he ordered that the dispositions he had made were to be kept as they were in his former testament.
9. So there was an acclamation made to Archelaus, to congratulate him upon his advancement, and the soldiers, with the multitude, went round about in troops, and promised him their good-will, and besides, prayed God to bless his government. After this they betook themselves to prepare for the king's funeral; and Archelaus omitted nothing of magnificence therein, but brought out all the royal ornaments to augment the pomp of the deceased. There was a bier all of gold, embroidered with precious stones, and a purple bed of various contexture, with the dead body upon it, covered with purple; and a diadem was put upon his head, and a crown of gold above it, and a sceptre in his right hand; and near to the bier were Herod's sons, and a multitude of his kindred; next to whom came bis guards and the regiments of Thracians, the Germans, also, and Gauls, all accoutred as if they were going to war; but the rest of the army went foremost, armed, and following their captains and officers in a regular manner; after whom five hundred of his domestic servants and freed-men followed with sweet spices in their hands : and the body was carried two hundred furlongs to Herodium, where he had given orders to be buried. And this shall suffice for the conclusion of the life of Herod.
CONTAINING THE INTERVAL OF SIXTY-NINE YEARS.–FROM THE DEATH
OF HEROD TILL VESPASIAN WAS SENT TO SUBDUE THE JEWS BY NERO.
CHAP. I. Archelaus makes a funeral Feast for the People, on the account of Herod.
After which a great Tumult is raised by the Multitude, and he sends the Soldiers out upon them, who destroy about three Thousand of them.
$ 1. Now the necessity which Archelaus was under of taking a journey to Rome was the occasion of new disturbances ; for when he had mourned for his father seven days,* and had given a very expensive funeral feast to the multitude, (which custom is the occasion o poverty to many of the Jews, because they are forced to feast the multitude; for if any one omits it, he is not esteemed a holy person,) he put on a white garment, and went up to the temple, where the people accosted him with various acclamations. He also spoke kindly to the multitude from an elevated seat, and a throne of gold, and returned them thanks for the zeal they had shown about his father's funeral, and the submission they had made to him, as if he were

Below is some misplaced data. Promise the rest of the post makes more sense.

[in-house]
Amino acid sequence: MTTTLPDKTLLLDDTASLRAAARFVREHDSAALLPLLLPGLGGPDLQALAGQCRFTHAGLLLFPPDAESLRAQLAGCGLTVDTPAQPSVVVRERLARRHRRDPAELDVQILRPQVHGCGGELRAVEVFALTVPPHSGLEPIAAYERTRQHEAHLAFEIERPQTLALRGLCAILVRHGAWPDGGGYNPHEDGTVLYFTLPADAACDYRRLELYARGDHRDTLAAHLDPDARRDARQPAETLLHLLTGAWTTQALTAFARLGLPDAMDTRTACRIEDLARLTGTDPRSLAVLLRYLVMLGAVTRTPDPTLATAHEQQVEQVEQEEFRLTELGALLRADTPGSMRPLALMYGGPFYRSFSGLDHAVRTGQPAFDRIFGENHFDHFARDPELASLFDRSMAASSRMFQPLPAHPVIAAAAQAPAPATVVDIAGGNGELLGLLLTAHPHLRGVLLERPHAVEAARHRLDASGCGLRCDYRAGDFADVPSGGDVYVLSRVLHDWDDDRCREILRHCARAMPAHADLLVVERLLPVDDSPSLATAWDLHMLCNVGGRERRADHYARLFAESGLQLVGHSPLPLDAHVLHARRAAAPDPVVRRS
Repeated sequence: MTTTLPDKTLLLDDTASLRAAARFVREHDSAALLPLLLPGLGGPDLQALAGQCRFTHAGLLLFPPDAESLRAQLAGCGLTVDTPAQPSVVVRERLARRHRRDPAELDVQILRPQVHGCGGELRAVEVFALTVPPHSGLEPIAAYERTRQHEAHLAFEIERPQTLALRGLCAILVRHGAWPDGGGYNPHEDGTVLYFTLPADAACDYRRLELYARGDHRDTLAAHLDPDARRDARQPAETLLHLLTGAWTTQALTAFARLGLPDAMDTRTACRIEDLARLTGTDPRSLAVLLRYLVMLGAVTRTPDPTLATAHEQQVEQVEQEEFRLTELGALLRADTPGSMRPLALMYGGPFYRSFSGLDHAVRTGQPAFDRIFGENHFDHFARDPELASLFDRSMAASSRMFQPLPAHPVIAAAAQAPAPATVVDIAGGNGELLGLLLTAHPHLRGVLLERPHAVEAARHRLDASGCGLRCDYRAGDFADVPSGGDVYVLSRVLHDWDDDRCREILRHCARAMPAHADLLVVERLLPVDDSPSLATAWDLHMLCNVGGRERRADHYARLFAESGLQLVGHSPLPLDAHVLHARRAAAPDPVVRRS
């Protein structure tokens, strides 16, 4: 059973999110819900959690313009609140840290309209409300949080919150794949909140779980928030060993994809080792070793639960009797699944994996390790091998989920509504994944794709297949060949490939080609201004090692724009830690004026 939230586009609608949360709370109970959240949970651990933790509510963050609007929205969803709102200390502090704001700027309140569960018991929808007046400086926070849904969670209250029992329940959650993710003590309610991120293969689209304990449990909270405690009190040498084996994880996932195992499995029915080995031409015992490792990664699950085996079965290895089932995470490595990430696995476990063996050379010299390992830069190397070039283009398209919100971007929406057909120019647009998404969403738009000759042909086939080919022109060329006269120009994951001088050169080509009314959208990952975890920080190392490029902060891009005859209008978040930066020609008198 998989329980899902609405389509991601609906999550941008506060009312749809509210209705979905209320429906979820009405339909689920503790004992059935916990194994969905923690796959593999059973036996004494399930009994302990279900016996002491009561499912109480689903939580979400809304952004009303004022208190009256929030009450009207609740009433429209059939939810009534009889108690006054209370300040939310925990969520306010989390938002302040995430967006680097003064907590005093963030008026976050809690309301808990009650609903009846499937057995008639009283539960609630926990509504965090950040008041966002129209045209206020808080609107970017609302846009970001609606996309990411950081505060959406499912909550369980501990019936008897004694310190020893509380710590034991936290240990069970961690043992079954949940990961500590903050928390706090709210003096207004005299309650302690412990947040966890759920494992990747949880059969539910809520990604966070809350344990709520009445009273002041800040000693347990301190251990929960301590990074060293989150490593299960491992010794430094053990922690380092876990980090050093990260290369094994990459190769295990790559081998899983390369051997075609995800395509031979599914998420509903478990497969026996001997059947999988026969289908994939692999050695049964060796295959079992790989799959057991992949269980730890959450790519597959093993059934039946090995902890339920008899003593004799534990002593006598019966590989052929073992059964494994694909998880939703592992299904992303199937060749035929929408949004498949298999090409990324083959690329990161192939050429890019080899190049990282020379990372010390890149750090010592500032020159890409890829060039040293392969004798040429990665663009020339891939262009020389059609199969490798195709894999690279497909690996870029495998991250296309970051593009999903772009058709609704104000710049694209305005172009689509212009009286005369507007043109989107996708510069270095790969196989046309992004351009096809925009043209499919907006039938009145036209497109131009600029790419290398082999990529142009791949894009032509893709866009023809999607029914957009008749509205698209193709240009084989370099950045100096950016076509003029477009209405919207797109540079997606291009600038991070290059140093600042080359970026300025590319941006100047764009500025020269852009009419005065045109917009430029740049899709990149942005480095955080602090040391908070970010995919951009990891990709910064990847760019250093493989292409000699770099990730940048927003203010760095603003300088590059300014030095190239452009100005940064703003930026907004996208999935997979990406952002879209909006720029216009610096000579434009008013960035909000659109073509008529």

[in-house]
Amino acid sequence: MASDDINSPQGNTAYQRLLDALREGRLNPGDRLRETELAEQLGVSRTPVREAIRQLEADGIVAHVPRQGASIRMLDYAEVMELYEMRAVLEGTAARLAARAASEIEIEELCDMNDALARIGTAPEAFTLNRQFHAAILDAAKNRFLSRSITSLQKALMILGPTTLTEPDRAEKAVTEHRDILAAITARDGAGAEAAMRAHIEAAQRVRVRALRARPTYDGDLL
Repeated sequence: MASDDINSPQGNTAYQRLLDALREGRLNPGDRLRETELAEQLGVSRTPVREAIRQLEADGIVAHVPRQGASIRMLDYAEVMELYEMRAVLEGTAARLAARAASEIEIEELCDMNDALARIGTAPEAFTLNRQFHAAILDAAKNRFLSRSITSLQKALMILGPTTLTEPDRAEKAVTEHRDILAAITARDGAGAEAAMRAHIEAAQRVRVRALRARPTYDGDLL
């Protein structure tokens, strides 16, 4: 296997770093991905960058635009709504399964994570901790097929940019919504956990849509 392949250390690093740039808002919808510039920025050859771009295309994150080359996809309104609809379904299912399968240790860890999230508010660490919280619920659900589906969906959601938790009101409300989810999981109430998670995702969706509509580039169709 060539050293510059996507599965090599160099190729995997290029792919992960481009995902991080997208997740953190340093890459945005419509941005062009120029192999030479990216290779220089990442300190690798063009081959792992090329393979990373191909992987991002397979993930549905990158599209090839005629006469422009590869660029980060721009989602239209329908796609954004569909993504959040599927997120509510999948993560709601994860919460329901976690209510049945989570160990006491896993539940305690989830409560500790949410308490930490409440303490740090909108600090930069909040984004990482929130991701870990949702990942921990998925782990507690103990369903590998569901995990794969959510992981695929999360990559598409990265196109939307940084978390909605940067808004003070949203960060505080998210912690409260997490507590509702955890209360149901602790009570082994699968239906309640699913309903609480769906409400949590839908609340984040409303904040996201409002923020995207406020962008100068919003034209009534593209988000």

Hear Dean Aldricb's note on this place : “ The law or custom of the Jews,” says he, "requires seven days' mourning for the dead, Antiq. b. xvii. chap. vii. $ 4. Whence the author of the book of Ecclesiasticus, chap. xxii. 12. assigns seven days as the proper time of mourning for the dead, and chap. xxxviii. 17. enjoins men to mourn for the dead, that they may not be evil spoken of; for, as Josephus says presently, if any one omits this mourning (funeral feast) he is not esteemed a holy person. Now it is certain that such a seven days' mourning has been customary from times of the greatest antiquity, Gen. 1. 10. Funeral feasis are also mentioned as of considerable antiquity, Ezek. xxiv. 17. Jer. xvi. 7. Prov. xxxi. 6. Deut. xxvi. 14. Josephus, of the Wars, b. ii. chap. ix. $ 5.”